Sunday 4 December 2016

Why points for new courses are not on colleges' lists

Published 12/01/2012 | 06:00

The chart of courses in our Going to College supplement, published last Monday, contains a number of courses which don't show any points for 2011. In most cases, the reason is these are new courses being introduced in 2012.

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People often ask what the points will be for a new course that appears for the first time on a college's lists. The answer, as any admissions officer will tell them, is that one cannot tell what the cut-off points will be until after the offers are made next autumn. Points are not set in advance, although minimum entry requirements are.

Points emerge as a result of supply and demand, so everything depends on the number of people that apply, the number of places available, and the results of those who apply.

These factors all come together after the publication of the Leaving Certificate in August, and only then can colleges tell for certain what were the "cut-off" points for the course, that is, the points of the last applicant being offered a place on that course.

Levels of competition for any course depend upon factors such as the content of the course, how many people want to do it, even how many people are aware of its existence.

Most new courses appear in the prospectus of the college in question, and in CAO's handbook. Some appear on the Important Changes list under CAO Handbook, on CAO's website, www.cao.ie

Meanwhile, there is much speculation this year about whether or not applications to CAO will increase in 2012, particularly taking into account the increase in tuition fees for English universities from 2012/2013.

This could result in a drop in Irish applicants to the UK, and an increase in the numbers of UK applicants to Irish universities and other colleges.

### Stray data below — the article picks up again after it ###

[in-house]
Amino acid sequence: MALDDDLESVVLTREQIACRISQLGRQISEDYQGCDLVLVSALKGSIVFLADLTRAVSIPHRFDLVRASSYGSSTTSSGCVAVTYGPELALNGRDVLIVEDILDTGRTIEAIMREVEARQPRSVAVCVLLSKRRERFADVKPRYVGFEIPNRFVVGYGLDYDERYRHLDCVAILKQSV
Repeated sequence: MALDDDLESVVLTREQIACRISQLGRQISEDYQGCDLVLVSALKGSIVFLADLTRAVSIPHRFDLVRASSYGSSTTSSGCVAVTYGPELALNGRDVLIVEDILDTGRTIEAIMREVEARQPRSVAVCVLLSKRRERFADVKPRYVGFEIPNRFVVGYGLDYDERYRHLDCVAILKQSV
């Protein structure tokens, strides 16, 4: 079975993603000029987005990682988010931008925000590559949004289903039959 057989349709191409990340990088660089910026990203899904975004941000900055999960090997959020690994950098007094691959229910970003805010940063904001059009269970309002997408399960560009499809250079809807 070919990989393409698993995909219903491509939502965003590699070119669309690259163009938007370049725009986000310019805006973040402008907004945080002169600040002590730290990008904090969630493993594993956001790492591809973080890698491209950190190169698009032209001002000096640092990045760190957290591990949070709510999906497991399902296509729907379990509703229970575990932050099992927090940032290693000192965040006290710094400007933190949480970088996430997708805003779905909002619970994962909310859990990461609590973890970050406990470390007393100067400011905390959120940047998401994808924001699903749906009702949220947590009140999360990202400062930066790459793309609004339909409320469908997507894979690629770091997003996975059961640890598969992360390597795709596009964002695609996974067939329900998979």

Recent application figures published by UCAS (the UK Universities and Colleges Admissions Service) show that applications from the Republic of Ireland to UK universities in 2012 are down, although final figures won't emerge until after the normal UCAS closing date of January 15.

The decrease in Irish applicants is probably a result of the increase in fees in English universities. Universities in Scotland, Wales and Northern Ireland are not introducing the same fees increase for their own students.

In Northern Ireland, the maximum fee for NI students (and for those from the Republic of Ireland) starting a degree course in 2012/13 will be £3,465. Fees do not have to be paid upfront -- students can take out a tuition fees loan, and they can defer paying this back until they have graduated.

Interest is always keen in courses in the professional healthcare areas, so some applicants from the Republic may apply to those courses in the North.

*A reader sought clarification about the exact bonus points being awarded for Higher level Leaving Cert Maths from this year. Under the scheme, 25 bonus points will be added to the standard score for any candidate who presents any grade from an A1 to a D3 in Higher Level maths. The bonus points are included in the overall points calculation only when Mathematics is one of the applicant's best six subjects following the addition of the bonus.

Today, registrations close for HPAT Ulster, the assessment test used by the University of Ulster as part of the selection process of applicants to a number of its B.Sc. healthcare programmes, such as Dietetics, Occupational Therapy, Physiotherapy, Podiatry, Radiography (Therapeutic), Radiography (Diagnostic), and Speech and Language Therapy. Registering to take HPAT-Ulster (the test is held on January 28) does not constitute an application for admission to the University of Ulster. In addition to registering for HPAT-Ulster, an applicant must apply to UCAS by January 15 in the usual way. See www.hpat-ulster.acer.edu.au or www.ulster.ac.uk * Also today, NUI Maynooth hosts a CAO Advisory Evening from 7.30pm to 9.30 pm. See http://admissions.nuim. ie/news/index.shtml

Irish Independent

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